This was long thought to be an untapped budget revenue source for the state, and a recent report by the Department of Legislative Services tells lawmakers Maryland’s tolls are far lower than others and need to be increased to help the Maryland Transportation Authority (MDTA).
"Over the past several decades, low toll rates have made Maryland drivers accustomed to paying minimal toll rates. Increased debt service and the demands of an aging system will necessitate periodic toll increases over the next several years," the report says. "Although the MDTA Board has independent toll-setting authority, it is not immune to public and political pressure to limit toll increases. The MDTA Board has a fiduciary responsibility to continue to raise revenues as necessary despite public or political opposition."
According to The Baltimore Sun’s Michael Dresser, who covers transportation issues for the paper, the MDTA needs a 27-percent increase in funding to get through 2012. Dresser wrote on Sunday, “A 27 percent increase sounds abstract; a hike of say, 75 cents would set effigies alight.”
Dresser said analysts have proposed higher toll rates for the Baltimore harbor crossing at rush hours and premium rates at the Bay Bridge during summer weekends.
Berlin issued a “my bad” this week, and it was a good move. It’s always wise to admit a mistake, and the town was the unfortunate position of having to do just that.
Many town residents were mystified last week when they received their monthly electric and water bills. Personally, I cringe whenever I get my town bill in the first place, but even more so upon opening it last week. It wasn’t so much the cost as the appearance of it and the fact it was missing some information, such as the due date, among other things. Thanks to a new invoicing system, the bills were completely overhauled and consequently extremely difficult to understand.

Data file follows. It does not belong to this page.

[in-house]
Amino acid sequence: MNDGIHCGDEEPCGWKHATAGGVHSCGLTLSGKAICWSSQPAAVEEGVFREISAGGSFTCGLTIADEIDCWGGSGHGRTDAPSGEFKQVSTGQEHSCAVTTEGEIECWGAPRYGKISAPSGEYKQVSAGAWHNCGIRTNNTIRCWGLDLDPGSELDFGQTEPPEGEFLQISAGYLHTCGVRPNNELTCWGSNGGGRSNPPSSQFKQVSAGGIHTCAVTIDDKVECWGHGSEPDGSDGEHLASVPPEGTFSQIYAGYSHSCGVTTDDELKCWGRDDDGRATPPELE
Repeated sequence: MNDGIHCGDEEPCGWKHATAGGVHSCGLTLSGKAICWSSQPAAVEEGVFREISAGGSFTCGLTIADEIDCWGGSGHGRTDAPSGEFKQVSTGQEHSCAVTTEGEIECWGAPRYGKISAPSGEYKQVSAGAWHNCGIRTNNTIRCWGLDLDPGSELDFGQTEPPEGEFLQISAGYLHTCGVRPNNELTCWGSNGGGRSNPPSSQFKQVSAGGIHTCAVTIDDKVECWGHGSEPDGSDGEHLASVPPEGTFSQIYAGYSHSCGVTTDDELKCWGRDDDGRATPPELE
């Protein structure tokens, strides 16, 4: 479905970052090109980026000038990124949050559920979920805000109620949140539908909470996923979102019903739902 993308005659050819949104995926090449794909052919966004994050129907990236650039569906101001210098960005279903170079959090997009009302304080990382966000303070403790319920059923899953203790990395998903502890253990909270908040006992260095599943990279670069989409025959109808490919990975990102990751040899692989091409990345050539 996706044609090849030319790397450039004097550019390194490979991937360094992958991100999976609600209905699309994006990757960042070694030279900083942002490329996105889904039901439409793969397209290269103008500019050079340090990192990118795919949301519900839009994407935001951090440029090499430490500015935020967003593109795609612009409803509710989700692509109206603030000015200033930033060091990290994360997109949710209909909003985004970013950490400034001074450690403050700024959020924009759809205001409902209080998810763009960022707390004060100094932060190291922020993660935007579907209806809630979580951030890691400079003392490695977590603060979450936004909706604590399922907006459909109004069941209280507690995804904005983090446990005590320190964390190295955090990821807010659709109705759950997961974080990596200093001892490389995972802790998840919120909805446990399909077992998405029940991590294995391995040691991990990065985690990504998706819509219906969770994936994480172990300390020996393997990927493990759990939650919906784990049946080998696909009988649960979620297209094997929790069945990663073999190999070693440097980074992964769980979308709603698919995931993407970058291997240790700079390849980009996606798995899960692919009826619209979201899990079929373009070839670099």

In a letter to utility customers, accompanied by a replacement utility bill that featured the former layout and statement of charges, Town Administrator Anthony Carson explained this month’s bills represented the first through the new billing system and there were some mistakes. I personally liked how Carson handled the “my bad.”
In his letter, he wrote, “As employees of the Town of Berlin, we have established high professional standards that we strive to achieve for our residents every day. In this instance, we failed … The bills should not have been sent from the new system without ensuring they were correct. I apologize for the error …”
In other news, Mike Beatty, known best as DJ Batman, wants everyone to know today that he’s alive and well.
A nasty rumor mysteriously got started this week that the veteran disc jockey and radio personality had mysteriously died sometime between Tuesday and Wednesday
“It’s not true,” he jokingly told me yesterday around noon in a phone conversation sparked by a note I privately sent him through Facebook. “It’s greatly exaggerated is the quote I guess.”
Beatty said he had missed about a dozen calls on his cell phone yesterday and Wednesday and only one caller left a message, leading him to wonder what was going on.
“I have no idea how this got started,” he said. “I’ve never seen anything like this. You know I often say, especially in the winter around here, if someone sneezes in the Inlet parking lot, they say ‘God Bless You’ in Fenwick Island.’ It’s just that small of a town, so I can see how this really took off.”
After this week’s hoopla, I’m thinking Beatty could have some fun with this on his weekend radio show. Perhaps he will cite a few memories of the “Paul is dead” urban legend that ran rampant in 1967 regarding The Beatles and Paul McCartney. There was some odd beliefs back then that McCartney was killed in a car crash and a look-a-like was filling in for him with the band. Maybe, just maybe, Beatty feels a little bit like Paul today.